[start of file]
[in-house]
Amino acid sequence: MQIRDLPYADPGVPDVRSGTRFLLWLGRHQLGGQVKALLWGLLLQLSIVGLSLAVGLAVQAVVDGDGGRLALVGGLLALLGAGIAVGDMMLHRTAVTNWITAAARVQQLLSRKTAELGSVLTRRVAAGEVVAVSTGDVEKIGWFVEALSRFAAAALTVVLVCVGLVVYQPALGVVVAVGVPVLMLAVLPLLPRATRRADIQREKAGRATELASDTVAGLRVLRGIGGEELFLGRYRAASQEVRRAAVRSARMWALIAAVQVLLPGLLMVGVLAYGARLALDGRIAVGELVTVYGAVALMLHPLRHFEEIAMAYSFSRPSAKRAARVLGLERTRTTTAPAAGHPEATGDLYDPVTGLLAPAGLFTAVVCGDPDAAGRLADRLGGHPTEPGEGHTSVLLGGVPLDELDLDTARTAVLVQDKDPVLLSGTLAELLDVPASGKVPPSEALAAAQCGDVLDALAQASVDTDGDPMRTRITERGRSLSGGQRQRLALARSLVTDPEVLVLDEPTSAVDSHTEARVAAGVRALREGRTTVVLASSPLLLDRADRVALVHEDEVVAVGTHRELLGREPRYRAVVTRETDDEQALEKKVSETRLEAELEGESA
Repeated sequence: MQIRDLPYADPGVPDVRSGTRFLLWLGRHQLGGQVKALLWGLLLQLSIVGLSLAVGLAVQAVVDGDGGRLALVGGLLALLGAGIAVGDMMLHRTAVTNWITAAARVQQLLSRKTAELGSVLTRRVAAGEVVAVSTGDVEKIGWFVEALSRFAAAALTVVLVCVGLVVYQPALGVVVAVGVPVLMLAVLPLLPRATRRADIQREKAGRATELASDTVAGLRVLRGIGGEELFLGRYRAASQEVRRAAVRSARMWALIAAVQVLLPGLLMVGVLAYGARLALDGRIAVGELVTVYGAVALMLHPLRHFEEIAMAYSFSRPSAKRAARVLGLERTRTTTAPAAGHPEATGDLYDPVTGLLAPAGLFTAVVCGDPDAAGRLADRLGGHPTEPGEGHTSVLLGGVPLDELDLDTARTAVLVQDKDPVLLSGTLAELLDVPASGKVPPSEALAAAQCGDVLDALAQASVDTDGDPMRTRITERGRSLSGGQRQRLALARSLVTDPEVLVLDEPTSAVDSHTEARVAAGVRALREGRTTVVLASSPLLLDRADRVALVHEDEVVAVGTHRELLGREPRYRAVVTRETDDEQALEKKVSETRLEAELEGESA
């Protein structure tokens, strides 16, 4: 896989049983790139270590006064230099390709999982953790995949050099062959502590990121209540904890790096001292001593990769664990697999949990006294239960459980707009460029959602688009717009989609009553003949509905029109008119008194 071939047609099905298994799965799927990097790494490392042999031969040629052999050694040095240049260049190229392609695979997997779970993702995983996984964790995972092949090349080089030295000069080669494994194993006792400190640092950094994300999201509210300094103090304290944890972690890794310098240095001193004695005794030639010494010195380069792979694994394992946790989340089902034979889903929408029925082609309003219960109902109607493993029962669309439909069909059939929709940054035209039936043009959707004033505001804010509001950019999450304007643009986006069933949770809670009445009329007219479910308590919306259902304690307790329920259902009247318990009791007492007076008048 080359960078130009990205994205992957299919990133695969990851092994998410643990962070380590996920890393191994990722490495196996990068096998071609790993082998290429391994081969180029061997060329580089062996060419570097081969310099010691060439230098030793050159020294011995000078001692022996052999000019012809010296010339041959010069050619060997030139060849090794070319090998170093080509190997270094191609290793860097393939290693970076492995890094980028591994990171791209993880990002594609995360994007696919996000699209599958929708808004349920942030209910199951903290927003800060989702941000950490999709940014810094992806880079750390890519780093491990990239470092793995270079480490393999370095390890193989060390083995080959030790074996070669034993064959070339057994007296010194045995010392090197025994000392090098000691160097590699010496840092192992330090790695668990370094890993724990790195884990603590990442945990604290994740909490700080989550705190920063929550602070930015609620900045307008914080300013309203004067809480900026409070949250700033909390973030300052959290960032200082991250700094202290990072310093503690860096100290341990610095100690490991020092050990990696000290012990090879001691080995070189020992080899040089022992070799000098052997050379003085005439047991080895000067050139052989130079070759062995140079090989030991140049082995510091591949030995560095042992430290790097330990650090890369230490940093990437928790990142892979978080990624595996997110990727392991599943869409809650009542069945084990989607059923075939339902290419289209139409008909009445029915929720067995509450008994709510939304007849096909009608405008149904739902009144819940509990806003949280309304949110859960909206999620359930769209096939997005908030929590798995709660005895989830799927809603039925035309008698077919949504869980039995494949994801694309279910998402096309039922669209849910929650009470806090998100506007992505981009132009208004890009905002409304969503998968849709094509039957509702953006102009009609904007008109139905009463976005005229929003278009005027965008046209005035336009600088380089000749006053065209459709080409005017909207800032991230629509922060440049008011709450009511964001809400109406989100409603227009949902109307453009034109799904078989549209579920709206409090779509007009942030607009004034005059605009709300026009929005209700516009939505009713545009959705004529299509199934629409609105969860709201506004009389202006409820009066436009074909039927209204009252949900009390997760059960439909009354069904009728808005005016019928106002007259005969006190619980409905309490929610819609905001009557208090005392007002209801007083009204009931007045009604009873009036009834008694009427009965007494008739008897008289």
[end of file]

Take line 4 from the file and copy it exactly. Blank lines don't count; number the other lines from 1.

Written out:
């Protein structure tokens, strides 16, 4: 896989049983790139270590006064230099390709999982953790995949050099062959502590990121209540904890790096001292001593990769664990697999949990006294239960459980707009460029959602688009717009989609009553003949509905029109008119008194 071939047609099905298994799965799927990097790494490392042999031969040629052999050694040095240049260049190229392609695979997997779970993702995983996984964790995972092949090349080089030295000069080669494994194993006792400190640092950094994300999201509210300094103090304290944890972690890794310098240095001193004695005794030639010494010195380069792979694994394992946790989340089902034979889903929408029925082609309003219960109902109607493993029962669309439909069909059939929709940054035209039936043009959707004033505001804010509001950019999450304007643009986006069933949770809670009445009329007219479910308590919306259902304690307790329920259902009247318990009791007492007076008048 080359960078130009990205994205992957299919990133695969990851092994998410643990962070380590996920890393191994990722490495196996990068096998071609790993082998290429391994081969180029061997060329580089062996060419570097081969310099010691060439230098030793050159020294011995000078001692022996052999000019012809010296010339041959010069050619060997030139060849090794070319090998170093080509190997270094191609290793860097393939290693970076492995890094980028591994990171791209993880990002594609995360994007696919996000699209599958929708808004349920942030209910199951903290927003800060989702941000950490999709940014810094992806880079750390890519780093491990990239470092793995270079480490393999370095390890193989060390083995080959030790074996070669034993064959070339057994007296010194045995010392090197025994000392090098000691160097590699010496840092192992330090790695668990370094890993724990790195884990603590990442945990604290994740909490700080989550705190920063929550602070930015609620900045307008914080300013309203004067809480900026409070949250700033909390973030300052959290960032200082991250700094202290990072310093503690860096100290341990610095100690490991020092050990990696000290012990090879001691080995070189020992080899040089022992070799000098052997050379003085005439047991080895000067050139052989130079070759062995140079090989030991140049082995510091591949030995560095042992430290790097330990650090890369230490940093990437928790990142892979978080990624595996997110990727392991599943869409809650009542069945084990989607059923075939339902290419289209139409008909009445029915929720067995509450008994709510939304007849096909009608405008149904739902009144819940509990806003949280309304949110859960909206999620359930769209096939997005908030929590798995709660005895989830799927809603039925035309008698077919949504869980039995494949994801694309279910998402096309039922669209849910929650009470806090998100506007992505981009132009208004890009905002409304969503998968849709094509039957509702953006102009009609904007008109139905009463976005005229929003278009005027965008046209005035336009600088380089000749006053065209459709080409005017909207800032991230629509922060440049008011709450009511964001809400109406989100409603227009949902109307453009034109799904078989549209579920709206409090779509007009942030607009004034005059605009709300026009929005209700516009939505009713545009959705004529299509199934629409609105969860709201506004009389202006409820009066436009074909039927209204009252949900009390997760059960439909009354069904009728808005005016019928106002007259005969006190619980409905309490929610819609905001009557208090005392007002209801007083009204009931007045009604009873009036009834008694009427009965007494008739008897008289």